Sunday, March 10, 2019

West of the Moon

We left our hero (like a year ago, I’m so sorry guys) alone in the middle of nowhere after her bear roommate/super cute nighttime visitor was swept away by his evil troll mother. A brief recap: if she had slept with mystery man for one more month without curiosity, the spell would have broken and he wouldn’t have had to be a bear anymore. However, her mom convinced her that maybe she should KNOW WHO SHE WAS SLEEPING WITH, so she lit a candle and checked him out in the middle of the night. Now he has to marry his evil troll stepmother’s evil troll daughter, in a land that lies east of the sun and west of the moon.

She decides she’d better go there and rescue him—maybe because she feels guilty, maybe because he’s super cute, maybe both. Astronomy is no help here, so she chooses a direction at random, walking until she meets a little old lady.

The little old lady doesn’t know how to get east of the sun and west of the moon, but she gives our girl directions to a second little old lady, a loaner horse so she can get there faster, and a golden apple. (She always gives her a golden something; the specifics vary but this set seems to be the most common.)

The second little old lady also can’t help us get to the troll palace, but she can help with another horse, directions to another old lady, and a golden carding comb. Old lady number three gives her a golden spinning wheel and sends her to the east wind, and can we all just pause and take a moment to consider the difficulty of lugging around a whole entire spinning wheel made out of solid gold? This poor girl.

The east wind can’t help. The west wind can’t help. The south wind can’t help. Finally she gets to the north wind, who once blew a single leaf east of the sun and west of the moon. He knows where it is, and he’s up for a challenge—our girl is significantly heavier than a leaf, but he manages it with great difficulty.

Girl positions herself outside step-sister troll’s window with the golden apple. Troll expresses interest in the apple, and they make a deal—apple in exchange for one night with the troll’s future husband/stepbrother.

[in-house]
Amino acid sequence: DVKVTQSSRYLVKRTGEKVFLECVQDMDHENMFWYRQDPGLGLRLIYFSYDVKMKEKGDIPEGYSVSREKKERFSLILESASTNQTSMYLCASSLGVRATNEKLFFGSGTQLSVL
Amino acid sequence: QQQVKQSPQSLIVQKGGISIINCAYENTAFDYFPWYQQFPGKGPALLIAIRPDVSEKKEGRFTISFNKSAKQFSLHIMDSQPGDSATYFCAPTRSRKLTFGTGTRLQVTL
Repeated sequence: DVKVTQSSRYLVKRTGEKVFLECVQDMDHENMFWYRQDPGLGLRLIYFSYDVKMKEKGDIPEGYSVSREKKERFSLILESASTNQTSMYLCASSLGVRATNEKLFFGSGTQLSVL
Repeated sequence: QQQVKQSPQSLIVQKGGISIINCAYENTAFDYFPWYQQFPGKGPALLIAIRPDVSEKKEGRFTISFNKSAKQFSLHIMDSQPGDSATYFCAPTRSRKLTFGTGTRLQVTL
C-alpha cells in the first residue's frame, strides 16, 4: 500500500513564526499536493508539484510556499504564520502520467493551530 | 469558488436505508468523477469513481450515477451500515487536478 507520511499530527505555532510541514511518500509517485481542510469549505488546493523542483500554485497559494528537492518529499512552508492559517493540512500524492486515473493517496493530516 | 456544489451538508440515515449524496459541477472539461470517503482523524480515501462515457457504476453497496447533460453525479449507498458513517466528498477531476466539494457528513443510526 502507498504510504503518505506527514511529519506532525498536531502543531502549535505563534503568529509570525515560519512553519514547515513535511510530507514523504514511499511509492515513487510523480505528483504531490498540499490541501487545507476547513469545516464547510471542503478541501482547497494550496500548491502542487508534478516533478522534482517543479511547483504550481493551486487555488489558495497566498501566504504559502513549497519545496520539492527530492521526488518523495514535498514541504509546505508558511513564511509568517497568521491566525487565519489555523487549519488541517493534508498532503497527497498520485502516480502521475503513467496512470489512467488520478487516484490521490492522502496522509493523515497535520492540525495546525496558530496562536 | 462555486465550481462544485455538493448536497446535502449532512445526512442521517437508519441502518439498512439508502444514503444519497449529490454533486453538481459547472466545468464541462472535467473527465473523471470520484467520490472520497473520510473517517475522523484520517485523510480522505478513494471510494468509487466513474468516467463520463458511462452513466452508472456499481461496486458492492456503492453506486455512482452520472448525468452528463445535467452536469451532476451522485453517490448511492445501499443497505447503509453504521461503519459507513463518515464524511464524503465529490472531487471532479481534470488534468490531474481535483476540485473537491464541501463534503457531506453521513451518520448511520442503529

Now it may seem odd that she’s so unconcerned by who he spends his nights with, but troll girl’s got this—boy’s all drugged up. Same thing happens the second night, in exchange for the carding comb. Fortunately, our former bear has some friends among the trolls. Which makes sense since they are his step family. Apparently trolls just don’t care about sorta-kinda-almost incest?

Friends let dude know about his nighttime visitor who’s been sitting by his bed and crying while he sleeps for the last two nights. And about the drugging. He doesn’t take the spiked drink on the third night—the spinning wheel night—and he and our girl make a plan.

(Side-note: the text specifies that his friends are Christians. That’s important in a way we’ll get to shortly.)

Tomorrow is the wedding. And before things get going, our bear-dude issues a condition for marrying the troll.

Sure, whatever, says troll-mom. We got magic, we can meet conditions, no big.

Dude whips out the nightshirt our girl spilled candlewax all over. Wash this.

Turns out trolls really, really suck at laundry. Troll bride can’t do it. Troll mom can’t do it. All the other fancy, royal trolls can’t do it. They scrub and scrub and scrub, and the wax stain just gets bigger.

Now some versions of this story make a point of telling us that the trolls can’t wash clothes because they aren’t Christians. Which I think is just, like, really fascinating. I’ve been thinking about this thing—trolls can’t do laundry—for so long.

I’ve considered a few options. Maybe this was a well established fact about trolls at the time, forgotten by history. Maybe these privileged, royal trolls were so far removed from the daily lives of normal, working trolls that things like chores were beyond their comprehension. But my best guess is that we have a Nothing But the Blood of Jesus situation on our hands here. You know, like, “What can wash my sins away? Nothing but the blood of Jesus”? There’s this big thing in hymns and stuff where stain=sin, and this particular wax stain is essentially a physical representation of our heroine’s mistake. Thus, she can wash out her own stain, because though she sinned, this journey is an indication of her repentance, and the Lord is with her now. The trolls cannot wash out the sin, because they are wicked and do not know God.

(Thus far my research supports the theory that 95% of ridiculous fairy tale occurrences in fairy tales recorded in largely Christian areas after the rise of Christianity can be explained by something I learned in Sunday School. See also: Prince Lindworm.)

So. The troll bride fails to meet the conditions set for the marriage, and all of the trolls are so upset about this that they literally explode.  And everyone else lives happily ever after!